'Storm of the century' Maria pummels Puerto Rico
Hurricane Maria devastated Puerto Rico on Wednesday and left the entire island without power, bringing deadly winds and pounding rain that sent thousands scurrying to shelters.
Maria slammed into Puerto Rico’s southeast coast at daybreak before churning across the US territory which is home to 3.4 million people.
The storm was blamed for 10 deaths in the Caribbean, including a man in northern Puerto Rico’s Bayamon who died after being struck by a board he had used to cover his windows, government spokeswoman Yennifer Alvarez told AFP.
Though the storm had moved back out to sea, authorities early Thursday declared a flash flood warning for all of Puerto Rico.
“If possible, move to higher ground NOW!” the National Weather Service station in San Juan said in a tweet, calling the flooding “catastrophic.”
Puerto Rico Governor Ricardo Rossello called Maria “the most devastating storm in a century.”
“We have a lot of flooding, a lot of infrastructure damage, telecommunication system is partially down, energy infrastructure is completely down,” he told CNN.
Rossello added that authorities did not have much information from the island’s southeast, which was “virtually disconnected” after taking a direct hit from Maria when it made landfall.
Tens of thousands of people had hunkered down in shelters in the capital San Juan as the storm approached. Mayor Carmen Yulin Cruz broke down in tears as she spoke of the utter devastation she had witnessed.
“Many parts of San Juan are completely flooded,” Yulin Cruz told reporters in one of the shelters, its roof swaying while she spoke.
“Our life as we know it has changed.”
Maria made landfall as a Category Four storm on the five-point Saffir-Simpson scale, initially packing winds of a little over 150 mph (240 kph) before easing slightly as it powered towards San Juan.
“The wind sounds like a woman screaming at the top of her lungs!” Mike Theiss wrote on Twitter, sheltering in a safe room in the eye of the storm.
Imy Rigau, who was riding out the storm in her apartment in San Juan, said water cascaded through her ceiling.
“We are taking refuge in the hallway as there is about a foot (30 cm) of water in my apartment,” she told AFP.
Many of the most vulnerable of Puerto Rico’s residents took cover in the 500 shelters set up around the island.
Rossello imposed a 6:00 pm to 6:00 am curfew until Saturday and warned of flooding and mudslides.
“I urge the people of Puerto Rico to commit to peace, understanding, and good judgment during these difficult times for our island,” he said.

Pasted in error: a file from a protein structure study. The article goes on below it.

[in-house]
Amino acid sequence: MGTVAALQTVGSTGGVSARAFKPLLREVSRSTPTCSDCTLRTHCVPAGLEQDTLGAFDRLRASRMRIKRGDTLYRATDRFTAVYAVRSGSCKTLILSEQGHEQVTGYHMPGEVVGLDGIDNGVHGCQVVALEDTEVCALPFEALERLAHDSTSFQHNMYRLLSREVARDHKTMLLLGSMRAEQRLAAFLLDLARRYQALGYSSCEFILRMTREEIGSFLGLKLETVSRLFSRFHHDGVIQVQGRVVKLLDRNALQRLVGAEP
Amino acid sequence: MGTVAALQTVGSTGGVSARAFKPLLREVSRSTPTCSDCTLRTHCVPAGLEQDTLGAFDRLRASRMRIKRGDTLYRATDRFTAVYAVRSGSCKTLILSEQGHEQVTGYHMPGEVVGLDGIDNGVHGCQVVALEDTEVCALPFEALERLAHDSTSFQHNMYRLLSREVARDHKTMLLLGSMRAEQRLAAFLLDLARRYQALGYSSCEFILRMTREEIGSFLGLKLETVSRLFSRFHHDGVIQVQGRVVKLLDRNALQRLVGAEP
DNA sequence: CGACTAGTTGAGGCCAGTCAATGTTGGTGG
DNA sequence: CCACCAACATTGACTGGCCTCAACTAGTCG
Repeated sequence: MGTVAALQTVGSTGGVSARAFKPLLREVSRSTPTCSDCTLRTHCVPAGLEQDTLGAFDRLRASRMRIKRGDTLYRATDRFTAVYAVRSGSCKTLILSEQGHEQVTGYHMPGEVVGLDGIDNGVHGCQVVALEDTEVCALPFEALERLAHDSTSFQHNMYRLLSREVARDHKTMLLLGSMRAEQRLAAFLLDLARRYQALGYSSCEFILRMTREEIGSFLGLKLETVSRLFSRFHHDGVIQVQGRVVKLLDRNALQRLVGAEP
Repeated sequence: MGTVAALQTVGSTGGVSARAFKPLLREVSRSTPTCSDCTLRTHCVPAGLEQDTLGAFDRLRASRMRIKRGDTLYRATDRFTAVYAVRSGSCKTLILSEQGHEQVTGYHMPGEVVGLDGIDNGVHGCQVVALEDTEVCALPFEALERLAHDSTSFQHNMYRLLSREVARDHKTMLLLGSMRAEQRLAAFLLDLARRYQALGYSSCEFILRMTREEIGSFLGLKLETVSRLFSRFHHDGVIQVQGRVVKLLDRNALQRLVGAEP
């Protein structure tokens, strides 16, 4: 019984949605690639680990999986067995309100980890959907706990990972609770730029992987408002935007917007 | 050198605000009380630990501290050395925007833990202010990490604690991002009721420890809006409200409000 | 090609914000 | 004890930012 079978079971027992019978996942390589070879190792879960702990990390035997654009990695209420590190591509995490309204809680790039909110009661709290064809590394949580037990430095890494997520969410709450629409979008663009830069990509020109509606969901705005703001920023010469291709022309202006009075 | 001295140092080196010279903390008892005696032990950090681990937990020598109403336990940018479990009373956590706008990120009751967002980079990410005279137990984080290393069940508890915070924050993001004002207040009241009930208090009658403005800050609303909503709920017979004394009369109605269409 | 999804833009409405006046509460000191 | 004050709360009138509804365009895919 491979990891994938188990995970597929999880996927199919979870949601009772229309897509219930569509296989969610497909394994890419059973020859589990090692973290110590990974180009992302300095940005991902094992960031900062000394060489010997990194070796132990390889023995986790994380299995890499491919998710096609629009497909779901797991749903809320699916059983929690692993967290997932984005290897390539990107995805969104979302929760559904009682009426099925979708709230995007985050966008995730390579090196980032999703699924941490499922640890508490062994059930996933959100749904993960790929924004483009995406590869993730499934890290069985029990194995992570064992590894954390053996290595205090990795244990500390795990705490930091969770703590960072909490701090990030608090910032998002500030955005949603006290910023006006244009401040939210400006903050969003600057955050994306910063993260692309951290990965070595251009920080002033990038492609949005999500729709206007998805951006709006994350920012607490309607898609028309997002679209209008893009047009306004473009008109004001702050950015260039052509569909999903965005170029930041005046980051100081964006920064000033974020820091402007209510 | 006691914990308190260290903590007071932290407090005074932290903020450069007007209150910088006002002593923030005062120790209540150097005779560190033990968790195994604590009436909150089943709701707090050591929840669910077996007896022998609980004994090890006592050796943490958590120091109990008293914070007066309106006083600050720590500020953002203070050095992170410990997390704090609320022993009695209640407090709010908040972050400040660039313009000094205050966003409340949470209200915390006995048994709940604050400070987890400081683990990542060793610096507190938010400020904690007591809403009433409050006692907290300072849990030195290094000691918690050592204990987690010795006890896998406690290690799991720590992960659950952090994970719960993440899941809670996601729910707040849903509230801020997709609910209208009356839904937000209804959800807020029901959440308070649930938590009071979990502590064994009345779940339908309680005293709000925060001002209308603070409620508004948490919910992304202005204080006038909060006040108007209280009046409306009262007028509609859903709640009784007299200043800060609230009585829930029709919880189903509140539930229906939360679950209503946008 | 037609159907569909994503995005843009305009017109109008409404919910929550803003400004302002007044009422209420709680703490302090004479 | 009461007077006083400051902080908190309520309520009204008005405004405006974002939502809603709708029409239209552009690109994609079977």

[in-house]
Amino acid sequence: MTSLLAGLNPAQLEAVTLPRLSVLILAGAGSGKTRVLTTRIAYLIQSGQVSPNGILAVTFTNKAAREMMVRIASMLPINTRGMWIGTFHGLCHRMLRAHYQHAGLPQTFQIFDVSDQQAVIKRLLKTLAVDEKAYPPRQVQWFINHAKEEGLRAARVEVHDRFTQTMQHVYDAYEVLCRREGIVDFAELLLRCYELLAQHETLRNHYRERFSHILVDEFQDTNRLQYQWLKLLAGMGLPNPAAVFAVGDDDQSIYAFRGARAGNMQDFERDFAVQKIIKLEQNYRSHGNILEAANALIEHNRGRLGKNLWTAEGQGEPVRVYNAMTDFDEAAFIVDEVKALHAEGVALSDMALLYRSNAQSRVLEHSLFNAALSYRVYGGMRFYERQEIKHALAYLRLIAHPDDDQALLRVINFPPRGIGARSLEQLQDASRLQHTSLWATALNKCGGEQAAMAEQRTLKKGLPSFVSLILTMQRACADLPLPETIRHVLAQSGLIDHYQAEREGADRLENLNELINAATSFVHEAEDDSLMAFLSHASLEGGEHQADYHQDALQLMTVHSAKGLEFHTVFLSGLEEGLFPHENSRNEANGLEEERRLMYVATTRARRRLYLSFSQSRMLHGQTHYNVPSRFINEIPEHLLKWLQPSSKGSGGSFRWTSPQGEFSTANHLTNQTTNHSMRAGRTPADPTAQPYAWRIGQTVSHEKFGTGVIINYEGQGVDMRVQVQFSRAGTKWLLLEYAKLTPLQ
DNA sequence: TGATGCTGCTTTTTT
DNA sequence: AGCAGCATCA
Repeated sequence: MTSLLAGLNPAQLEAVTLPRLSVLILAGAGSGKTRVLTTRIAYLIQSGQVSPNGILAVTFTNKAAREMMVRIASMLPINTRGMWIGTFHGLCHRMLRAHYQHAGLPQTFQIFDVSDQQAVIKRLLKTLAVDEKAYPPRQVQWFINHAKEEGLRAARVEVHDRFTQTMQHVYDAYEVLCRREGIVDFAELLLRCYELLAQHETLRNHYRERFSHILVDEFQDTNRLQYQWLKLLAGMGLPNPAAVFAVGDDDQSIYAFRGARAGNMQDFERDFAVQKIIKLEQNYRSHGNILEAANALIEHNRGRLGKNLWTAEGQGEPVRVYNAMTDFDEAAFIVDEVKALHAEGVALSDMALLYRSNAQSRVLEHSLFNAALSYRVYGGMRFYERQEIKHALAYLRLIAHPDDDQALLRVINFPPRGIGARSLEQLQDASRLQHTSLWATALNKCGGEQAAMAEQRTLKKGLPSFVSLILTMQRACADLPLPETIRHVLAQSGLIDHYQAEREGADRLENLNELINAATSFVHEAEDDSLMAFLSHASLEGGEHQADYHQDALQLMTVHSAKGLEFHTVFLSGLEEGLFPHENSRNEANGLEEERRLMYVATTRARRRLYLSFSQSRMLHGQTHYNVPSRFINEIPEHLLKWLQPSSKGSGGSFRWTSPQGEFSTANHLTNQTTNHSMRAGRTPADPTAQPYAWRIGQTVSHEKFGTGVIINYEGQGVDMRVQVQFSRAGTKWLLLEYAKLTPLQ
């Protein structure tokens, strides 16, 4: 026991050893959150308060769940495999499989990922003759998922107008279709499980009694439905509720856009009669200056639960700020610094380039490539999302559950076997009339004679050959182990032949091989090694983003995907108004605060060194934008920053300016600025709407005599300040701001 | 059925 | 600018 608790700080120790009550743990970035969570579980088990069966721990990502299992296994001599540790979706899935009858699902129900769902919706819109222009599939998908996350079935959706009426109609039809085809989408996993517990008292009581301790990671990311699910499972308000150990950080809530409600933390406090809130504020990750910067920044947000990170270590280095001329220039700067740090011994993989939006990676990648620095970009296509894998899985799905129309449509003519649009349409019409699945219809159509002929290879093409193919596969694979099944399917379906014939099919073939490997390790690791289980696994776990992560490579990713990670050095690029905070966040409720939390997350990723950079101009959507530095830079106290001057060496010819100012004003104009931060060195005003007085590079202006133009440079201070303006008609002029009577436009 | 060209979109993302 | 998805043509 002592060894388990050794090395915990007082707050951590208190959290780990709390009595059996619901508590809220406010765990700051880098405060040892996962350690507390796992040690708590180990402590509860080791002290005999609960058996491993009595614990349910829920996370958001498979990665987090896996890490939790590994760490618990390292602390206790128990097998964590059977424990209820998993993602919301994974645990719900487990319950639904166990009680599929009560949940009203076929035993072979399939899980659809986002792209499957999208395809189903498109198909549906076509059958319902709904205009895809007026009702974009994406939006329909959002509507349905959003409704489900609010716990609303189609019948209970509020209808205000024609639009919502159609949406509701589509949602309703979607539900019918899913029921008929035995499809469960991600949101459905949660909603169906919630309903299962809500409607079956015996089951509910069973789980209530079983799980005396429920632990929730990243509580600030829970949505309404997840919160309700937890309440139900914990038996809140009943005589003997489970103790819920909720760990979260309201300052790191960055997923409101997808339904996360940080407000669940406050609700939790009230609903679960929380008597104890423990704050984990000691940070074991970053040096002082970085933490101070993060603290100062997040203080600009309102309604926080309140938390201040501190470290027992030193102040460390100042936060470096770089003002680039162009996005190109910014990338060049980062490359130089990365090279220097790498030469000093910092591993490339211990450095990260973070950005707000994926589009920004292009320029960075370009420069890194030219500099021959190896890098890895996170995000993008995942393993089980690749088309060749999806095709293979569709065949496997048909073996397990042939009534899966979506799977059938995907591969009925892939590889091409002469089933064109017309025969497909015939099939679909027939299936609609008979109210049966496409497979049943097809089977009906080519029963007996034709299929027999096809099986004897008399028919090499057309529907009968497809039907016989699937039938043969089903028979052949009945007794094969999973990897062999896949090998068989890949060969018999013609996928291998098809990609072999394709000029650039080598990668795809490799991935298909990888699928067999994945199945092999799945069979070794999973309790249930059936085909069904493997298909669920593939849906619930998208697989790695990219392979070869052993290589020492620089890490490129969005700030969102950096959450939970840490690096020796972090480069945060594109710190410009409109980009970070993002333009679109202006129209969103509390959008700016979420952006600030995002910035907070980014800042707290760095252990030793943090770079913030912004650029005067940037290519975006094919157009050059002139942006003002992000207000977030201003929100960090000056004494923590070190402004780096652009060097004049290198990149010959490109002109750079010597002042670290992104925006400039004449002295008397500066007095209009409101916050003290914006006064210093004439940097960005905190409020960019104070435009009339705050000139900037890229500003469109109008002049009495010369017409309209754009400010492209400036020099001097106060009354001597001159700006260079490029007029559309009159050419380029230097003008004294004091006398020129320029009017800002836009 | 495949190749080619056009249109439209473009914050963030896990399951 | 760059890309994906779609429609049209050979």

As night fell, there were reports of looting and authorities said 10 people had been arrested.
Puerto Rico’s most catastrophic hurricane was in 1928 when Hurricane Okeechobee—also known as San Felipe Segundo—killed 300 people.
Although engineers had managed to restore power to most of the island after the recent Hurricane Irma, Maria caused a new black-out across the island.
Brock Long, who heads the US federal government’s emergency agency FEMA, said it could take days for power to be restored on Puerto Rico and the smaller US Virgin Islands which have also been badly hit.
Rossello’s assessment for when the lights might come back on was much more grim.
“It depends on the damage to the infrastructure,” he told CNN.
“I’m afraid it’s probably going to be severe.
If it is… we’re looking at months as opposed to weeks or days.”
The US and British Virgin Islands—still struggling to recover from the devastation of Irma—are also on alert, along with the Turks and Caicos Islands and parts of the Dominican Republic.
On Wednesday evening, the hurricane was about 75 miles (120 kilometers) east of Punta Cana in the Dominican Republic and had been downgraded to a Category Two storm, according to the National Hurricane Center.
Maria has already torn through several Caribbean islands, leaving at least seven people dead on Dominica.
Communications to Dominica have been largely cut, and its airports and ports have been closed.
But an advisor to Prime Minister Roosevelt Skerrit, who spoke to the premier by satellite phone, painted a picture of devastation on the island, where around 73,000 people live.
“It’s difficult to determine the level of fatalities but so far seven are confirmed, as a direct result of the hurricane,” Hartley Henry said in a statement.
Reports from rural communities spoke of a “total destruction of homes, some roadways and crops,” added Henry.
“The country is in a daze—no electricity, no running water—as a result of uprooted pipes in most communities and definitely no landline or cellphone services on island, and that will be for quite a while.”
In the French territory of Guadeloupe, one person was killed by a falling tree as Maria hit, while another died on the seafront.
At least two are missing after their boat sank off the French territory, while 40 percent of households were without power.
There were fears that Maria could wreak fresh havoc on islands that were already flattened by Category Five Hurricane Irma earlier in the month.
Reports suggested St Martin, a French-Dutch island that was among the most severely hit by Irma with 14 dead, had escaped the worst this time around.
© Agence France-Presse